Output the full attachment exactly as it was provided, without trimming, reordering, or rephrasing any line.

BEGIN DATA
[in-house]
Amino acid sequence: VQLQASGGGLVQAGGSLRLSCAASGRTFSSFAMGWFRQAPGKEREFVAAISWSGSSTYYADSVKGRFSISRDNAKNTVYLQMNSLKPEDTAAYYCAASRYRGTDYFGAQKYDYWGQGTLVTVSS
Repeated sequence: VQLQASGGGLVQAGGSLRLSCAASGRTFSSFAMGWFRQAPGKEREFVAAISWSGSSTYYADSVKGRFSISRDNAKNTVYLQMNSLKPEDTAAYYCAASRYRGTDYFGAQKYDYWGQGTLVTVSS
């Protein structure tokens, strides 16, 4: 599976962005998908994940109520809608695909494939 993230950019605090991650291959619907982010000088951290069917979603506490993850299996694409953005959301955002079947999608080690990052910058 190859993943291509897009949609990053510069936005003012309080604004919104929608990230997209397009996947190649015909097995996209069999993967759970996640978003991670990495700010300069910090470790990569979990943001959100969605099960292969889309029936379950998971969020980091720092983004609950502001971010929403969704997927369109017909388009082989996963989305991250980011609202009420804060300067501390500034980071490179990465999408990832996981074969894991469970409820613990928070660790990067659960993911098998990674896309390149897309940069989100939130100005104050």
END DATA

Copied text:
[in-house]
Amino acid sequence: VQLQASGGGLVQAGGSLRLSCAASGRTFSSFAMGWFRQAPGKEREFVAAISWSGSSTYYADSVKGRFSISRDNAKNTVYLQMNSLKPEDTAAYYCAASRYRGTDYFGAQKYDYWGQGTLVTVSS
Repeated sequence: VQLQASGGGLVQAGGSLRLSCAASGRTFSSFAMGWFRQAPGKEREFVAAISWSGSSTYYADSVKGRFSISRDNAKNTVYLQMNSLKPEDTAAYYCAASRYRGTDYFGAQKYDYWGQGTLVTVSS
């Protein structure tokens, strides 16, 4: 599976962005998908994940109520809608695909494939 993230950019605090991650291959619907982010000088951290069917979603506490993850299996694409953005959301955002079947999608080690990052910058 190859993943291509897009949609990053510069936005003012309080604004919104929608990230997209397009996947190649015909097995996209069999993967759970996640978003991670990495700010300069910090470790990569979990943001959100969605099960292969889309029936379950998971969020980091720092983004609950502001971010929403969704997927369109017909388009082989996963989305991250980011609202009420804060300067501390500034980071490179990465999408990832996981074969894991469970409820613990928070660790990067659960993911098998990674896309390149897309940069989100939130100005104050």